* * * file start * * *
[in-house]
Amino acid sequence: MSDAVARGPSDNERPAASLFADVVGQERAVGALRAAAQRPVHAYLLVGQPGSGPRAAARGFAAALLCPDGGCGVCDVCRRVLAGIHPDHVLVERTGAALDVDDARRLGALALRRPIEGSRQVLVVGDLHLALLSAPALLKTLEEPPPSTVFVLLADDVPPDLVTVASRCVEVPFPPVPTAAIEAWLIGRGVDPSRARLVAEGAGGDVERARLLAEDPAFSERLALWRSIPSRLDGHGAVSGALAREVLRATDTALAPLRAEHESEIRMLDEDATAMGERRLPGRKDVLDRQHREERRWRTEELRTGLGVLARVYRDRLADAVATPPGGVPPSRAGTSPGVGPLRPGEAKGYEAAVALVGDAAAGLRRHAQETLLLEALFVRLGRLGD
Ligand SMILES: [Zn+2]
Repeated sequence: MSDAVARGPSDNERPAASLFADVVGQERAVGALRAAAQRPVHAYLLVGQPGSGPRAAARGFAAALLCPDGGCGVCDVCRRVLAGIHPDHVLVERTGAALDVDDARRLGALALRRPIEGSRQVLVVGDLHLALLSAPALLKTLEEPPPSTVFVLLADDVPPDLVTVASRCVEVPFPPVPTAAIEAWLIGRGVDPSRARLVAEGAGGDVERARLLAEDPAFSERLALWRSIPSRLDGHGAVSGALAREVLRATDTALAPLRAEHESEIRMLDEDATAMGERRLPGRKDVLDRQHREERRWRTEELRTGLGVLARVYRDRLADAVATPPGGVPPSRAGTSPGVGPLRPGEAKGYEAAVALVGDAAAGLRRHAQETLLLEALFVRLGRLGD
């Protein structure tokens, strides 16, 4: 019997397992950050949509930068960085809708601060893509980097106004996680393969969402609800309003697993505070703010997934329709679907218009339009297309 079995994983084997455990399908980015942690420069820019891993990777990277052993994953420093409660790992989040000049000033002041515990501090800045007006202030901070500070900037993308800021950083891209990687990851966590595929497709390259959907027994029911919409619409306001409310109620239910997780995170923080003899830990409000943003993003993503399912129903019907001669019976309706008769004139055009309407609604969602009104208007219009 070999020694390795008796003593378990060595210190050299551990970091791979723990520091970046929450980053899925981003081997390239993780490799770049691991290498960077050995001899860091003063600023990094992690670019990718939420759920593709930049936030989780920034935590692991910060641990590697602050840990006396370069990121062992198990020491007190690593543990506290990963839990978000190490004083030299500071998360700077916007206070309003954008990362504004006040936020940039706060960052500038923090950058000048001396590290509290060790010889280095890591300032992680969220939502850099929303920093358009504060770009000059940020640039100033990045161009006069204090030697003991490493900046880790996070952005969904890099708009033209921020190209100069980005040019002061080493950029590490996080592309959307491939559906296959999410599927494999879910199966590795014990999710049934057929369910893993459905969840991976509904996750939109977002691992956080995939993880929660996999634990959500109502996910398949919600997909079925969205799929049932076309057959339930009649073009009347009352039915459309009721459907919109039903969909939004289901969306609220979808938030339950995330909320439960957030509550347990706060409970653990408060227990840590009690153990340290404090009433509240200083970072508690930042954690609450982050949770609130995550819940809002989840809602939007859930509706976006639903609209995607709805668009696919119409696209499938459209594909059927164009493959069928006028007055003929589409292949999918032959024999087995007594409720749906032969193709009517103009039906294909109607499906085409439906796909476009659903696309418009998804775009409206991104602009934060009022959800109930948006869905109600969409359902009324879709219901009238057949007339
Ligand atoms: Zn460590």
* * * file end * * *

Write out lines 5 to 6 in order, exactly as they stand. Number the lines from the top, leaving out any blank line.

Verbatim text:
């Protein structure tokens, strides 16, 4: 019997397992950050949509930068960085809708601060893509980097106004996680393969969402609800309003697993505070703010997934329709679907218009339009297309 079995994983084997455990399908980015942690420069820019891993990777990277052993994953420093409660790992989040000049000033002041515990501090800045007006202030901070500070900037993308800021950083891209990687990851966590595929497709390259959907027994029911919409619409306001409310109620239910997780995170923080003899830990409000943003993003993503399912129903019907001669019976309706008769004139055009309407609604969602009104208007219009 070999020694390795008796003593378990060595210190050299551990970091791979723990520091970046929450980053899925981003081997390239993780490799770049691991290498960077050995001899860091003063600023990094992690670019990718939420759920593709930049936030989780920034935590692991910060641990590697602050840990006396370069990121062992198990020491007190690593543990506290990963839990978000190490004083030299500071998360700077916007206070309003954008990362504004006040936020940039706060960052500038923090950058000048001396590290509290060790010889280095890591300032992680969220939502850099929303920093358009504060770009000059940020640039100033990045161009006069204090030697003991490493900046880790996070952005969904890099708009033209921020190209100069980005040019002061080493950029590490996080592309959307491939559906296959999410599927494999879910199966590795014990999710049934057929369910893993459905969840991976509904996750939109977002691992956080995939993880929660996999634990959500109502996910398949919600997909079925969205799929049932076309057959339930009649073009009347009352039915459309009721459907919109039903969909939004289901969306609220979808938030339950995330909320439960957030509550347990706060409970653990408060227990840590009690153990340290404090009433509240200083970072508690930042954690609450982050949770609130995550819940809002989840809602939007859930509706976006639903609209995607709805668009696919119409696209499938459209594909059927164009493959069928006028007055003929589409292949999918032959024999087995007594409720749906032969193709009517103009039906294909109607499906085409439906796909476009659903696309418009998804775009409206991104602009934060009022959800109930948006869905109600969409359902009324879709219901009238057949007339
Ligand atoms: Zn460590």